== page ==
By Karen D. Lorentz
SKI Inc. 2020, released on Oct. 29, is must reading for anyone interested in what’s happening in the ski industry or trying to keep track of the consolidations and emergence of major ski companies. Or understand the changes and how they are transforming the ski business.
The subtitle may be long but says it all: “Alterra counters Vail Resorts; mega passes transform the landscape; the industry responds and flourishes. For skiing? A North American Renaissance.”
And while some may worry about what mega passes and mega companies mean for the independents, the book offers a positive view for those ski areas that are well managed and maintain their loyal customer niches.
SKI Inc. 2020 is worth reading because author Chris Diamond is a 44-year ski industry veteran and his editor and collaborator Andy Bigford has spent nearly 40 years in ski-related publishing. They know the subject inside out. That includes other major players — POWDR (Killington and Pico’s parent company) and Boyne Resorts, and the former Peak Resorts —which are covered in respective chapters.
From SKI Inc. to SKI Inc. 2020
Chris Diamond’s memoir SKI Inc. launched in Dec. 2016. Subtitled “My journey through four decades in the ski-resort business, from the founding entrepreneurs to mega-companies,” is a book that offered an “insider’s” view of the ski industry.
Beyond sharing the workings of the ski industry and personal insights, the book included a look at the major conglomerates, trends and challenges, and Diamond’s thoughts about the future.
Most notable was the chapter on Vail Resorts and a prediction: “Vail Resorts will also certainly find a way to enter the Northeastern market, regardless of the weather vagaries and the challenges of providing the ‘Experience of a Lifetime’ under those conditions.”
While the latter came true with acquisitions of Stowe Mountain Resort (2016), Okemo and Mount Sunapee (2018) and recent Sept. purchase of Peak Resorts 17 properties (including Mount Snow and other eastern areas), Diamond acknowledges that he never foresaw the rise of a new company that would challenge Vail Resorts’ supremacy.
But in early 2017, a new partnership of KSL Capital Partners, owner of Squaw Valley and Alpine Meadows, and Henry Crown and Company, owners of Aspen, purchased Intrawest’s resorts. In Jan. 2018 they formed Alterra Mountain Company, a private company that would eventually own 15 resorts; they also partnered with another 25-plus resorts and launched the Ikon Pass for 2018-19.
Diamond traces the story behind Alterra’s rise and challenge to Vail Resorts (NYSE:MTN), the world’s largest ski company which went public in February 1997. He also includes a very thorough chapter on Vail Resorts, which went on its own buying spree.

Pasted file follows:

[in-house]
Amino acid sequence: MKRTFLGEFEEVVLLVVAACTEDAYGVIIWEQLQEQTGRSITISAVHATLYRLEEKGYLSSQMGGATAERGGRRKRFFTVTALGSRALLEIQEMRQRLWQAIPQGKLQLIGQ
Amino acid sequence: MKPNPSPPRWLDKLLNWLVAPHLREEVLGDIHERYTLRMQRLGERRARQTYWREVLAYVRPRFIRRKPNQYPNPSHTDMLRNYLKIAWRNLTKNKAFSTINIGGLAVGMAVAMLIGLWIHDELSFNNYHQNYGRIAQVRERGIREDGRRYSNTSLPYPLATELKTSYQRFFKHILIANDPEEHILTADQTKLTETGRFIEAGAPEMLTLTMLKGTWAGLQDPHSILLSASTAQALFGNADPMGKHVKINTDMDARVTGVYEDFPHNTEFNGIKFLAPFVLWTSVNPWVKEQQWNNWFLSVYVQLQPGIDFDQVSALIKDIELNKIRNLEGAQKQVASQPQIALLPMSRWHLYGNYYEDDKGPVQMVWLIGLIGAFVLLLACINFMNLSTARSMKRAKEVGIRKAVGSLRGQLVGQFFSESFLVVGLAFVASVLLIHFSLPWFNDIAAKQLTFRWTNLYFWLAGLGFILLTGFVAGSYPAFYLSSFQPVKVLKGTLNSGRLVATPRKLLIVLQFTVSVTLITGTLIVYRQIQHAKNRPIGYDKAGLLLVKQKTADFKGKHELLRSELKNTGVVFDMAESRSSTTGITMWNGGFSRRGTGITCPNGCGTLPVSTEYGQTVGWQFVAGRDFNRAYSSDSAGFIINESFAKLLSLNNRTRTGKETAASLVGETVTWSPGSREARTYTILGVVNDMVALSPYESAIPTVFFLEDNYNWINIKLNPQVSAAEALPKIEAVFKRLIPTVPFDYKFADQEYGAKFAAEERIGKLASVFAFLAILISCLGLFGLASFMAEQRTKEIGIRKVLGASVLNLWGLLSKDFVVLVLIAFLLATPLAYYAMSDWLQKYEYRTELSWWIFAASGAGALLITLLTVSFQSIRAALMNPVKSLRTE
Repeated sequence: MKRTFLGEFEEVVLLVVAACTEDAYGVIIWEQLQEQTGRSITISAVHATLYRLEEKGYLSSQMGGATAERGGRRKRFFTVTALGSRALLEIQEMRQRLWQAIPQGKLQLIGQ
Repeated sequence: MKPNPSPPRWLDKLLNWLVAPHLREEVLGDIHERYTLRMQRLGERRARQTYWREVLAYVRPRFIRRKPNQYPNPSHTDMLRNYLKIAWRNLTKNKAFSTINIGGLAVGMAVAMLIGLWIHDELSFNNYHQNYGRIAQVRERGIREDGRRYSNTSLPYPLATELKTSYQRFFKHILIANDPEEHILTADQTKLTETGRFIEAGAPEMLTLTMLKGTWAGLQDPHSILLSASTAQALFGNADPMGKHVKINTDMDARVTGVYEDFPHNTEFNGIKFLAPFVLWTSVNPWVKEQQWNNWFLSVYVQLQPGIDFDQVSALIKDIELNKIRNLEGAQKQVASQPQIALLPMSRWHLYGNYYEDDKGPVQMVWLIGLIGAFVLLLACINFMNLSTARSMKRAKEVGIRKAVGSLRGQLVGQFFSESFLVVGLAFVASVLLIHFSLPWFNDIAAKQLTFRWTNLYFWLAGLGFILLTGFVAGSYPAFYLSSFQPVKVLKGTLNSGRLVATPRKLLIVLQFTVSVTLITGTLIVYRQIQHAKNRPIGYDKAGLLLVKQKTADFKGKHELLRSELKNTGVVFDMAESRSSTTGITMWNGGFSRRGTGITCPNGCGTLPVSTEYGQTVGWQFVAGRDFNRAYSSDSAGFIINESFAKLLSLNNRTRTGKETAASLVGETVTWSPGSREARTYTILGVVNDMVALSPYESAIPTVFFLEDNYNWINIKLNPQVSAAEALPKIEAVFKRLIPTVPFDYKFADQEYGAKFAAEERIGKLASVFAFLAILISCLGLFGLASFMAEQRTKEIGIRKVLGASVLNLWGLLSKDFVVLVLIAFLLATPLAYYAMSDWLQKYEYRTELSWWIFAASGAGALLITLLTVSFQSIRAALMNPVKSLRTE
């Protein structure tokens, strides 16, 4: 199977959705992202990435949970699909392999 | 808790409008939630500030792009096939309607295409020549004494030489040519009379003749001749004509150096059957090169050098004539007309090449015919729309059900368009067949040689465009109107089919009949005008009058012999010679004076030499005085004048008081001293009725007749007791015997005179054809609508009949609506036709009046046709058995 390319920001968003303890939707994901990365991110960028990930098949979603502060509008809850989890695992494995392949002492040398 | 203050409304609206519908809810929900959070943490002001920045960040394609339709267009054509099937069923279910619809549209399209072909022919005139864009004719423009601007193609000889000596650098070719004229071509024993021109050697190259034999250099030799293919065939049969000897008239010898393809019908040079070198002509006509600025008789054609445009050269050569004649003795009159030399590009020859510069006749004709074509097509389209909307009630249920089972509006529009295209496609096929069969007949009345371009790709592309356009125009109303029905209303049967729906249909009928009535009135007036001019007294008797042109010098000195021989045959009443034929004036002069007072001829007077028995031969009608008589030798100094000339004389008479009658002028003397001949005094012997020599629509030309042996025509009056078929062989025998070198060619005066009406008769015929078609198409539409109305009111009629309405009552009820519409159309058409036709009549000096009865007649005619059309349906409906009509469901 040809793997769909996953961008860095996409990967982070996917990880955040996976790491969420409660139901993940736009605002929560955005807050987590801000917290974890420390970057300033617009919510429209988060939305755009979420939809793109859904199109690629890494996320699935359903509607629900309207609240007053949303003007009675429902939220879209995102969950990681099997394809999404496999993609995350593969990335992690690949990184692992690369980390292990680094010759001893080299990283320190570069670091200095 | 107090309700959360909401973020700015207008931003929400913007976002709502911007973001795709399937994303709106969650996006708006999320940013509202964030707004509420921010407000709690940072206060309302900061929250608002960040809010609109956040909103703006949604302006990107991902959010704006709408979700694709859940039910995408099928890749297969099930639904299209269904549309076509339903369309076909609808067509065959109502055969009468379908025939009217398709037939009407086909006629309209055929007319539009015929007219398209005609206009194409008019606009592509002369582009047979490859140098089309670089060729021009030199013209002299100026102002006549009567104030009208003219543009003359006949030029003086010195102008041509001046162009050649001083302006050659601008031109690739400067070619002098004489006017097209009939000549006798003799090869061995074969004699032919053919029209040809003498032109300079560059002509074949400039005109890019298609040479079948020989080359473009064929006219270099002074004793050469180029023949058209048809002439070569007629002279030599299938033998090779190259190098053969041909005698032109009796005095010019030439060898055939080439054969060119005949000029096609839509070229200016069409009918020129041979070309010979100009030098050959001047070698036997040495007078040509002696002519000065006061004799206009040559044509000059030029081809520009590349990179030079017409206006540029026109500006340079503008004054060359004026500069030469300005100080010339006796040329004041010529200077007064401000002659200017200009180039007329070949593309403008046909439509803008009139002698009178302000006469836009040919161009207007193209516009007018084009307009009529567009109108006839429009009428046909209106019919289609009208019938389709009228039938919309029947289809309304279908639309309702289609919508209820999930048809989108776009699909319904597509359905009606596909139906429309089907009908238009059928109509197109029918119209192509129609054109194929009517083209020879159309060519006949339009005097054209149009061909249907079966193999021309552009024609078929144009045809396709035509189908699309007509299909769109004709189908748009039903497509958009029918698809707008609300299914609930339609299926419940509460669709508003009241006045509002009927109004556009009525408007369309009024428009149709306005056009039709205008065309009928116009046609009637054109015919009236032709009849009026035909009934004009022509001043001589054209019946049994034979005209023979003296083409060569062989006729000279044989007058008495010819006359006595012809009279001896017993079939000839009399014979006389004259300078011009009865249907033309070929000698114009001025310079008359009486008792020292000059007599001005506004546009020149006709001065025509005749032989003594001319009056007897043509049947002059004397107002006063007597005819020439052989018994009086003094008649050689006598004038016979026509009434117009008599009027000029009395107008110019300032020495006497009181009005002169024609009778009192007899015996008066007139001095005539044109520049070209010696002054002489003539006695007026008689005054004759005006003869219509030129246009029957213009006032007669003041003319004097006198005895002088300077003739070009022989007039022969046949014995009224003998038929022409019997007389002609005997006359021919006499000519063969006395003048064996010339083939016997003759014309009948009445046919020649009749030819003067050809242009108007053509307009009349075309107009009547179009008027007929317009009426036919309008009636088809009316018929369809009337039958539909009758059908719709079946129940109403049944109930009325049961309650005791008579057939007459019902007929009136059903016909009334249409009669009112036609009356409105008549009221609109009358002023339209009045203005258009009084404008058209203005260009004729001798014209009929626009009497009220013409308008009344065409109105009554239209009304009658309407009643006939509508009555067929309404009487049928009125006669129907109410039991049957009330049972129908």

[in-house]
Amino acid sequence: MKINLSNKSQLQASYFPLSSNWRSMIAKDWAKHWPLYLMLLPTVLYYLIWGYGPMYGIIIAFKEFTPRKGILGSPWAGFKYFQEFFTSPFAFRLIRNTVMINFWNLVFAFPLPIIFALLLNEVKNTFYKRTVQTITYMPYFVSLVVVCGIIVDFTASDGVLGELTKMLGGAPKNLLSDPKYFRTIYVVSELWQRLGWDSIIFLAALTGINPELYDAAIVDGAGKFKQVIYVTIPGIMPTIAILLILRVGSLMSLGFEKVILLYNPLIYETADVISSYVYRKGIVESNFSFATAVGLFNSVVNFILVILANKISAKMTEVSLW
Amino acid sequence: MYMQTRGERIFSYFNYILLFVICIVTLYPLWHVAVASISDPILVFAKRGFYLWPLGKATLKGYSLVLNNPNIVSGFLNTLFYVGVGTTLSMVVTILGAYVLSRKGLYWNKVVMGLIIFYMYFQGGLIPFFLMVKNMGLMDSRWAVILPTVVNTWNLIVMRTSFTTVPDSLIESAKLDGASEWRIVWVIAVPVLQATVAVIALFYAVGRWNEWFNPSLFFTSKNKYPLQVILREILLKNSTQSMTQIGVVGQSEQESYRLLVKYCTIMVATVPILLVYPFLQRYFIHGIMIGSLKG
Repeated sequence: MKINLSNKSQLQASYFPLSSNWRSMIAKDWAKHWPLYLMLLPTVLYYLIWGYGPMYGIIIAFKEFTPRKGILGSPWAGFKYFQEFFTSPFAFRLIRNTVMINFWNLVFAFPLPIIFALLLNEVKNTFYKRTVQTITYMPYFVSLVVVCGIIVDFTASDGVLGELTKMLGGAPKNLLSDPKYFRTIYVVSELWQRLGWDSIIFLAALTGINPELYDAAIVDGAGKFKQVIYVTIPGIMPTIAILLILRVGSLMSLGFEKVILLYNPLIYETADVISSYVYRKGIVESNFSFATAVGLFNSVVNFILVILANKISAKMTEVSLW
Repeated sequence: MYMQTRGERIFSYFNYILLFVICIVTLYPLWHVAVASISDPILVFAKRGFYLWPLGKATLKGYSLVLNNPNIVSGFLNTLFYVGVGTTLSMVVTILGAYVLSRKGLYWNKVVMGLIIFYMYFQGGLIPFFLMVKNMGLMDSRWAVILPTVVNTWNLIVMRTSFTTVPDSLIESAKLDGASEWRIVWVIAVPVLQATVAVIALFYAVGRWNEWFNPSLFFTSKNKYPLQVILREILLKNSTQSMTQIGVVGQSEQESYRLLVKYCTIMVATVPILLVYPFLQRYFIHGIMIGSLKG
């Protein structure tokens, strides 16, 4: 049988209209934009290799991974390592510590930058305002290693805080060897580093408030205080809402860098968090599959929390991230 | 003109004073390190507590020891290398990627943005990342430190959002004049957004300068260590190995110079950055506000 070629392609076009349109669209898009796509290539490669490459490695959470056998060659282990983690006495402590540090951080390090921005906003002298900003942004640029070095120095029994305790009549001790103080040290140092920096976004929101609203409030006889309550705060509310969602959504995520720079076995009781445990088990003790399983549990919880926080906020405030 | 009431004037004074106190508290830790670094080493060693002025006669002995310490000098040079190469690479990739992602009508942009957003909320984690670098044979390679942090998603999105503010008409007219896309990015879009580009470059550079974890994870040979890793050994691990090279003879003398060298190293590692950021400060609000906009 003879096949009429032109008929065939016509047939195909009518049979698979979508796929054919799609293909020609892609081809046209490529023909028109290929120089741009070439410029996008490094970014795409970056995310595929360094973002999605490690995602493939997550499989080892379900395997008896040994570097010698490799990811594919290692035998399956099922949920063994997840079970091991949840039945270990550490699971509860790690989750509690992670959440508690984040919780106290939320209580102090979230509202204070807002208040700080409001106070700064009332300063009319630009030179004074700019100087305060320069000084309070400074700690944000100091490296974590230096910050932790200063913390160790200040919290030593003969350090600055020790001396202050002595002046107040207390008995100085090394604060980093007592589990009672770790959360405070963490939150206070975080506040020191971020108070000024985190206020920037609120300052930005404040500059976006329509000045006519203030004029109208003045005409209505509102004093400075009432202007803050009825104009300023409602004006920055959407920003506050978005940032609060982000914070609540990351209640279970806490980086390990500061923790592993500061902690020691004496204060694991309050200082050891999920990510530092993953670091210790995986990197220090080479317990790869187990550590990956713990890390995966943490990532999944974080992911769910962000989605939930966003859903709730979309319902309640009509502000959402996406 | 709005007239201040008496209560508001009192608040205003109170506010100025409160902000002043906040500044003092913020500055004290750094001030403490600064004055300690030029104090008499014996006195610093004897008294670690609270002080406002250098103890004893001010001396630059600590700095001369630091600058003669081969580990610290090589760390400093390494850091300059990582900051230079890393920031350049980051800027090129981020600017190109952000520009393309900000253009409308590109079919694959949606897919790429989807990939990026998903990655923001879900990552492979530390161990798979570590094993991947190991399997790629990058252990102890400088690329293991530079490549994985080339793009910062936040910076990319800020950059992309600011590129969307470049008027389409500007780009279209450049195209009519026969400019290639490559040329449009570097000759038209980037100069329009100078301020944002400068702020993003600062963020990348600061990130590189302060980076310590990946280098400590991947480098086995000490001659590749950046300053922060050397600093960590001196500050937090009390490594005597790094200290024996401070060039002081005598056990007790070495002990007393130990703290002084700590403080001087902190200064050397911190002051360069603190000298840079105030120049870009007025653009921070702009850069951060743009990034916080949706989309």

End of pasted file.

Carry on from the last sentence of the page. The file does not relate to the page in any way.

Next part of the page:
The significance of Vail Resorts and Alterra is that about half the annual U.S. skier visits are now done by these two mega ski companies and their pass partners. “The ski resort business has been radically and disruptively yet positively transformed,” Diamond observes.
But he doesn’t just document this change, he also takes a look at the next two biggies POWDR and Boyne Resorts. Both are privately owned by families interested in maintaining their ownerships and growing their own resorts.
The chapter on POWDR is a must-read for Killington aficionados who will appreciate the insights on the Killington acquisition and goal to transform the area with “a lot of tough love, time, and investment” as well as the admission by POWDR chairman John Cumming that there were some mistakes made in the beginning.
Diamond started his ski career as an assistant to the president of Killington in 1972, learning the ski business from area founder Preston Leete Smith, legendary marketing director Foster T. Chandler, and finance gurus Martel D. Wilson and Joseph D. Sargent. After Mount Snow was acquired (1977), he became VP and GM there until being named its president in 1989.
From 1994 to 1996 he served as the vice president for business development and president of the Vermont resorts for S-K-I Ltd., Killington and Mount Snow’s corporate parent. With SKI’s sale to ASC and ASC’s acquisition of Steamboat, Diamond became president of Steamboat in 1999, retiring June 30, 2015 when he turned his attention to the first SKI Inc. That book stemmed from a realization that he had worked for the nation’s first three big ski companies, starting with Sherburne Corp./S-K-I Ltd., then ASC, and finally Intrawest, which had purchased Steamboat as the result of ASC’s demise.
In SKI Inc. 2020, Diamond helps us keep track of the consolidation trend with chapters and appendix that enumerate which ones existed and owned which areas when and who the current players are that own them now.
Perhaps most importantly, he analyzes the mega company season passes, which offer tremendous value and opportunities for skiers, yet whose pricing presents major challenges for the independents. “Ingenuity and innovation at small- and medium-sized resorts — many are chronicled in the book — have led to successes at those areas run by their passionate owners. They can survive and even thrive in the drastically changed ski business environment,” Diamond notes.
The daunting challenges to the entire ski industry are not ignored — climate change and sluggish participation trends — are at the top of the disrupter list, Diamond says. But he also argues that the future is “brighter than ever.”
That makes for interesting reading for any skier who wants to understand or work in the ski industry.
Published by Diamond Publishing and distributed by West Margin Press, the 240-page book, which includes a color photo section, is available at select bookstores. Shop local, the Book Nook in Ludlow already has the book on order. (Also available on Amazon in both hardcover and as e-book).